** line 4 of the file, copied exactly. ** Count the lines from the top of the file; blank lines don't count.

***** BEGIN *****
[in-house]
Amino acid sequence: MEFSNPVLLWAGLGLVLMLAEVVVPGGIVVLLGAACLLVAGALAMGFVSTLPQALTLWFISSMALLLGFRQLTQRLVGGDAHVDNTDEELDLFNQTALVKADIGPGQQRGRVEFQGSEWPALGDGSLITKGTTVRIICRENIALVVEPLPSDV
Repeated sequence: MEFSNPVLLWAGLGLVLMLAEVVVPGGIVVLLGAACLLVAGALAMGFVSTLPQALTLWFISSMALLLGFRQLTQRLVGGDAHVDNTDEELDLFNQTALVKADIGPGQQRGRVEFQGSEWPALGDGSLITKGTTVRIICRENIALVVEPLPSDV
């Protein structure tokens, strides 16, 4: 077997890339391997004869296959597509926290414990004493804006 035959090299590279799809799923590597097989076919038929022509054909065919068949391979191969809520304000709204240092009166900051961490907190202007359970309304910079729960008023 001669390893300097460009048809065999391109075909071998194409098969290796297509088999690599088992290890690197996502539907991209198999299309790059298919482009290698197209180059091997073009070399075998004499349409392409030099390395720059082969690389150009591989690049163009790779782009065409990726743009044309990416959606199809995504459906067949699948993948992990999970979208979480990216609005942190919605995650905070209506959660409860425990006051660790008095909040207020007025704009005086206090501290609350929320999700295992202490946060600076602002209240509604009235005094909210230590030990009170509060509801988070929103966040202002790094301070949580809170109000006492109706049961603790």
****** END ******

């Protein structure tokens, strides 16, 4: 077997890339391997004869296959597509926290414990004493804006 035959090299590279799809799923590597097989076919038929022509054909065919068949391979191969809520304000709204240092009166900051961490907190202007359970309304910079729960008023 001669390893300097460009048809065999391109075909071998194409098969290796297509088999690599088992290890690197996502539907991209198999299309790059298919482009290698197209180059091997073009070399075998004499349409392409030099390395720059082969690389150009591989690049163009790779782009065409990726743009044309990416959606199809995504459906067949699948993948992990999970979208979480990216609005942190919605995650905070209506959660409860425990006051660790008095909040207020007025704009005086206090501290609350929320999700295992202490946060600076602002209240509604009235005094909210230590030990009170509060509801988070929103966040202002790094301070949580809170109000006492109706049961603790």